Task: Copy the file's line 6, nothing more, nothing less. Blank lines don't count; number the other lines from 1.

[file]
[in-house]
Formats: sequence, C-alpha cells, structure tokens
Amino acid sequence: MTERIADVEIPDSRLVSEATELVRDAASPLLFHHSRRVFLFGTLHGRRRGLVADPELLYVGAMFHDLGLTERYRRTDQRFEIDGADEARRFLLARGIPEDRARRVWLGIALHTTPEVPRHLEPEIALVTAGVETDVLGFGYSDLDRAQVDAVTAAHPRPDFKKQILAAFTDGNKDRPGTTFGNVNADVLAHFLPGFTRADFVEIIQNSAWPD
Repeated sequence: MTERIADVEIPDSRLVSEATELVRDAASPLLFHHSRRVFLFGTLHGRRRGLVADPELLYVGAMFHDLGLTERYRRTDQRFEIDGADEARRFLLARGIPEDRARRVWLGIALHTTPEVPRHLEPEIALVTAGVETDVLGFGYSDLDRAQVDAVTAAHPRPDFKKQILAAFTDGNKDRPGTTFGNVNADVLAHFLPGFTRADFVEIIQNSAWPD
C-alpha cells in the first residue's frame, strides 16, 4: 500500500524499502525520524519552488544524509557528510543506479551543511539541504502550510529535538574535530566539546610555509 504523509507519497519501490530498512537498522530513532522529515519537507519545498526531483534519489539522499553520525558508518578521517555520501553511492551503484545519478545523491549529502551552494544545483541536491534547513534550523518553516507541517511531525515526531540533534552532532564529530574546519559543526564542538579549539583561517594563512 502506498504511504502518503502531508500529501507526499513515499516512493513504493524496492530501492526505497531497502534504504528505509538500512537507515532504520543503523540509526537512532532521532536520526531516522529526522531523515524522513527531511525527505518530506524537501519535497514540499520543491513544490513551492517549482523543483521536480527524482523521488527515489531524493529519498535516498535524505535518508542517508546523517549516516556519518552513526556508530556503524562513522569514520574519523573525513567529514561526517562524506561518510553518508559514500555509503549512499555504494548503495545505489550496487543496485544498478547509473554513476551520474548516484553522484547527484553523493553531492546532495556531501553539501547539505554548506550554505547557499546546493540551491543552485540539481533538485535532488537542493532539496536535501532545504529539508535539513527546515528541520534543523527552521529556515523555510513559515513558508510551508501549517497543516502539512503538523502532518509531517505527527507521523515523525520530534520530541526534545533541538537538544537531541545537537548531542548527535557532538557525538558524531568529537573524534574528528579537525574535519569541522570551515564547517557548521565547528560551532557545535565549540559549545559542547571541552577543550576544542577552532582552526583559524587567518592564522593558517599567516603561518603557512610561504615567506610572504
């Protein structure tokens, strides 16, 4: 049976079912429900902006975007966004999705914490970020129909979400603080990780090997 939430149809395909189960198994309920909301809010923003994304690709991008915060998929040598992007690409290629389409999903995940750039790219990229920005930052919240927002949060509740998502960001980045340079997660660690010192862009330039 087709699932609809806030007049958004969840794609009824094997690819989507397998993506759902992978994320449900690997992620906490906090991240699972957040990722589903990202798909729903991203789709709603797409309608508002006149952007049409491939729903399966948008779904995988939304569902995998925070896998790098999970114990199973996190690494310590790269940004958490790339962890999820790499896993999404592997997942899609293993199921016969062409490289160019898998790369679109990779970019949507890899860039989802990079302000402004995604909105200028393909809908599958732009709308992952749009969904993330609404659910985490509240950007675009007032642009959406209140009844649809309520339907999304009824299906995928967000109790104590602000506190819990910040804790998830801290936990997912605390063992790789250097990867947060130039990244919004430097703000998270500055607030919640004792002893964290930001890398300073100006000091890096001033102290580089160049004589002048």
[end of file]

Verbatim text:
């Protein structure tokens, strides 16, 4: 049976079912429900902006975007966004999705914490970020129909979400603080990780090997 939430149809395909189960198994309920909301809010923003994304690709991008915060998929040598992007690409290629389409999903995940750039790219990229920005930052919240927002949060509740998502960001980045340079997660660690010192862009330039 087709699932609809806030007049958004969840794609009824094997690819989507397998993506759902992978994320449900690997992620906490906090991240699972957040990722589903990202798909729903991203789709709603797409309608508002006149952007049409491939729903399966948008779904995988939304569902995998925070896998790098999970114990199973996190690494310590790269940004958490790339962890999820790499896993999404592997997942899609293993199921016969062409490289160019898998790369679109990779970019949507890899860039989802990079302000402004995604909105200028393909809908599958732009709308992952749009969904993330609404659910985490509240950007675009007032642009959406209140009844649809309520339907999304009824299906995928967000109790104590602000506190819990910040804790998830801290936990997912605390063992790789250097990867947060130039990244919004430097703000998270500055607030919640004792002893964290930001890398300073100006000091890096001033102290580089160049004589002048």